Dynamic array size, but I dont know the size until too late

Go To Last Post
4 posts / 0 new
Author
Message
#1
  • 1
  • 2
  • 3
  • 4
  • 5
Total votes: 0

If I am sending arrays, but of different sizes, I want the RX to handle what to do in each case.
i.e

switch(arraySize)
{
case 5:
//do something because array size is 5;
return;
case 9:
//do something different because array size is 9;
return;
default:
//print something
}

(just a bit of pseudo) then what would be the best way to go about this. Currently I am doing this:

        rx_block(recbuf, 256); 

    	char* subchar_array = strtok(recbuf, ":"); //splits up the received data based on :
          
    		while (subchar_array != NULL) {
			uart0_printf("% s:\n", subchar_array);
tempfloat = atof(subchar_array);// convert char to float
			++count;
			subchar_array = strtok(NULL, ":");
			}

to try and find the array size out (I am using : as delimiter), but I then cant process it again, so my plan is to store the data in a float array as it comes in. I can then process based on the size of the float array, but Im not sure how to dynamically allocate the array to the correct size during the loop?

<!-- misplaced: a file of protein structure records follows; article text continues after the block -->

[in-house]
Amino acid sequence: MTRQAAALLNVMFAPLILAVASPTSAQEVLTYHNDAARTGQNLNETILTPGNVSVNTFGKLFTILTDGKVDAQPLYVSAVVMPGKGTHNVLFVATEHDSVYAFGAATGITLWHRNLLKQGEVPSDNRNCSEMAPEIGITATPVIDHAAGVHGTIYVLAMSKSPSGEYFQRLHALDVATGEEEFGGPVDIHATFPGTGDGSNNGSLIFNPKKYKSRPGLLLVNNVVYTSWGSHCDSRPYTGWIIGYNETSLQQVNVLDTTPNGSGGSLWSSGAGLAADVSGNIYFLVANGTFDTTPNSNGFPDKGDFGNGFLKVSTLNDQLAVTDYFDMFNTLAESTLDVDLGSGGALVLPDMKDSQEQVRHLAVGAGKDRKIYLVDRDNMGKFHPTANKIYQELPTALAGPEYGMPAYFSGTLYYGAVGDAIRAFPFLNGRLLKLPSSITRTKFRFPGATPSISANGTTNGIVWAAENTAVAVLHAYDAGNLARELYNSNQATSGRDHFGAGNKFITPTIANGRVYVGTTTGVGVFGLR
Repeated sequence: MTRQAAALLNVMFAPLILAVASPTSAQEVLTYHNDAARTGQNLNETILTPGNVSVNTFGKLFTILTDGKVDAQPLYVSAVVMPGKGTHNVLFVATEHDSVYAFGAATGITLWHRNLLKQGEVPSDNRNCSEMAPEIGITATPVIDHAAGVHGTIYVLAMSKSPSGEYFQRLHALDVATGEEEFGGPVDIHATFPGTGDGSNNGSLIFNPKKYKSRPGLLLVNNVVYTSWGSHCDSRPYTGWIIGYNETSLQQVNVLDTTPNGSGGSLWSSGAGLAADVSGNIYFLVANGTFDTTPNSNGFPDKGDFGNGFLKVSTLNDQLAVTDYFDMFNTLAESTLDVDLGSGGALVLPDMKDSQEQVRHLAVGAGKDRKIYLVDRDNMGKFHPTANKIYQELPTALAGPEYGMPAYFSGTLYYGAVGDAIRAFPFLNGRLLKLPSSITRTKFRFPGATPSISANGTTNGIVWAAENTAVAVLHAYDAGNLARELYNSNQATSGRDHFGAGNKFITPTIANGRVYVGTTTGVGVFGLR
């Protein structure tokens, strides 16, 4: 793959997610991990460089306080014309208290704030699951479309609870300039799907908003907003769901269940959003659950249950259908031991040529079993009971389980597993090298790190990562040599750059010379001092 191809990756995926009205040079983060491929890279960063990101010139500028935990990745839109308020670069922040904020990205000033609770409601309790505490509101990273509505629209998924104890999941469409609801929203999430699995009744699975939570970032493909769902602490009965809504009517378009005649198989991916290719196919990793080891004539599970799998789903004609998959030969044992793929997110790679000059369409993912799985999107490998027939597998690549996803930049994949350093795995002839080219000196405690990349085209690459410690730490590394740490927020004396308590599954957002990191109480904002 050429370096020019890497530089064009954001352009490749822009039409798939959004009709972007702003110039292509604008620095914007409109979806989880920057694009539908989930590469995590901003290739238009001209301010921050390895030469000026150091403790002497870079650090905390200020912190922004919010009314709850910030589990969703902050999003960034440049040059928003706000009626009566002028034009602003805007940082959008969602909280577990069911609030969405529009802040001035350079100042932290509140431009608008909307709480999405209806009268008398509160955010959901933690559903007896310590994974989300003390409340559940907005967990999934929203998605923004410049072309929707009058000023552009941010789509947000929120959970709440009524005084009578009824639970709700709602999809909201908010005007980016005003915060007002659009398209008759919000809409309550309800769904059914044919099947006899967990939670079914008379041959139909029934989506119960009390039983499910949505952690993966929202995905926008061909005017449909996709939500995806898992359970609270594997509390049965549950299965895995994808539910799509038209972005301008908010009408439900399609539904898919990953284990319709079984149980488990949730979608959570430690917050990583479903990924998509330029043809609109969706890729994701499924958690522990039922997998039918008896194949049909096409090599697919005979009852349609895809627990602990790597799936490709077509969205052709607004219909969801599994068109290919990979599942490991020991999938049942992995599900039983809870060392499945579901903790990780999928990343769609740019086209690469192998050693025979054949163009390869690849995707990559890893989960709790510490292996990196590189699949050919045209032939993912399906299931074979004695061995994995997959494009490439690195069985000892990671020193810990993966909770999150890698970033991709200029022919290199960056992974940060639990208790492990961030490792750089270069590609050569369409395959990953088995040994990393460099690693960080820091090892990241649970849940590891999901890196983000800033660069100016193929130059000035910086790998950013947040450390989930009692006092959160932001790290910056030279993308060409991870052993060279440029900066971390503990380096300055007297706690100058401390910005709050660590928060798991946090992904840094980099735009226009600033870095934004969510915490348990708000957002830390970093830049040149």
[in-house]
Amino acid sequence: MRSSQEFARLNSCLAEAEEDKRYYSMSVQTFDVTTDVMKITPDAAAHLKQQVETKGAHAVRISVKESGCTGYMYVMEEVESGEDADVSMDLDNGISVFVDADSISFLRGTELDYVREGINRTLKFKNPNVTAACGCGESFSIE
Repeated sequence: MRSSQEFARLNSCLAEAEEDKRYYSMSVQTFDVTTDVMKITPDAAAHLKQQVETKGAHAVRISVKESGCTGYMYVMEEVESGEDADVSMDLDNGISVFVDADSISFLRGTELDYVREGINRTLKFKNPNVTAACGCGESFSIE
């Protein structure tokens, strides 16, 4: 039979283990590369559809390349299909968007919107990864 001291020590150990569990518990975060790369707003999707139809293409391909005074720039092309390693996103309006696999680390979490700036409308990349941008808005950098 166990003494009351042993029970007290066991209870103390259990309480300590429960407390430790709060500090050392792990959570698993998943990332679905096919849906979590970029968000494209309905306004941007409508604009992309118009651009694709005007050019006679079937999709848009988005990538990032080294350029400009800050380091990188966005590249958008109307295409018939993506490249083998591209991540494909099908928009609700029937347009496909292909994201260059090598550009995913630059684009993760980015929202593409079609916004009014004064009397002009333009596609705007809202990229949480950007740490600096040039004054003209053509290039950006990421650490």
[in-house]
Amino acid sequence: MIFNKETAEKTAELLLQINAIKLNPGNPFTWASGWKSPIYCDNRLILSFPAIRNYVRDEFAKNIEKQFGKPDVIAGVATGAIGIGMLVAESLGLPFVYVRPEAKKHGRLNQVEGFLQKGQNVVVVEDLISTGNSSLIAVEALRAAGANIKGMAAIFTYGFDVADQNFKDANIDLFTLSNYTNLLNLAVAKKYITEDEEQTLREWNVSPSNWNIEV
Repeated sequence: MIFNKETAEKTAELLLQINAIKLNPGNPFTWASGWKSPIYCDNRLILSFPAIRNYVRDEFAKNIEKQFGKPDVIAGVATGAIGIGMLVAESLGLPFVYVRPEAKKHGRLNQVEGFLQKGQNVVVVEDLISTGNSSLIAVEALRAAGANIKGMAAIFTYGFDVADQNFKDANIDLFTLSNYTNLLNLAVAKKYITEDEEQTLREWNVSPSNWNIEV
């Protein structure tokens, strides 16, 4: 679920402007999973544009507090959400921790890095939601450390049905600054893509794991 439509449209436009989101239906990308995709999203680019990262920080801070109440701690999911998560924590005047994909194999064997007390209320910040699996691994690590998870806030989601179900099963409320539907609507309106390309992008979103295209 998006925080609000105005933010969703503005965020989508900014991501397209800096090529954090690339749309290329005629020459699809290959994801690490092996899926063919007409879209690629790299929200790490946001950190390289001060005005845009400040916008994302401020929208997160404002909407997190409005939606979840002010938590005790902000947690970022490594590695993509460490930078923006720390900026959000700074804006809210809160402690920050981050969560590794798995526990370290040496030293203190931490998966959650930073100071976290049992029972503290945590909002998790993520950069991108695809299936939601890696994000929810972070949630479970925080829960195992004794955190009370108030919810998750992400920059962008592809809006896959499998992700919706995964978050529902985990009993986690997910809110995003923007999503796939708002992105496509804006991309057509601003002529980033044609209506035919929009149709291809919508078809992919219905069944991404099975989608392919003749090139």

EDIT:
something like this?:

float * processedBuf;  //buffer to hold message received 

    		while (subchar_array != NULL) {
			uart0_printf("% s:\n", subchar_array);
			tempfloat = atof(subchar_array);// convert char to float
			++count;
			processedBuf = (float *)malloc(count * sizeof(float));
			processedBuf[count-1] = tempfloat;
			subchar_array = strtok(NULL, ":");
			}

???

  • 1
  • 2
  • 3
  • 4
  • 5
Total votes: 0

Your code would allocate a different array for every value that comes in (irrevocably throwing away the previous one in the process). Just create an array that is the largest possible array, then fill in only the elements needed in the loop.

Regards,
Steve A.

The Board helps those that help themselves.

  • 1
  • 2
  • 3
  • 4
  • 5
Total votes: 0

I used realloc in the end. Then free() once Im done with it. Any issues with that method?

  • 1
  • 2
  • 3
  • 4
  • 5
Total votes: 0

This function only uses the 256 as the maximum size to receive.

        rx_block(recbuf, 256);

In fact the tx_block() function sends a special 'size' packet before it send the actual contents of the block.
So the rx_block() knows what to expect.

Since you intend to send an array of 6 floats, you know that this is a fixed 24 byte block.
If you send a human readable version, then the ascii representation may take anything from 20 bytes to 120 bytes.

In other words, you always know the worst case for memory use. It is generally simpler to just reserve a fixed size array or buffer.

Using malloc(), realloc() or free() is not worth the bother. You seldom have enough SRAM for long linked lists.
e.g. float array[100] takes 400 bytes.
e.g. struct list { struct list *next; float val; } wastes 2 bytes for the pointer as well as at least 4 bytes for the malloc() housekeeping for each list entry.

David.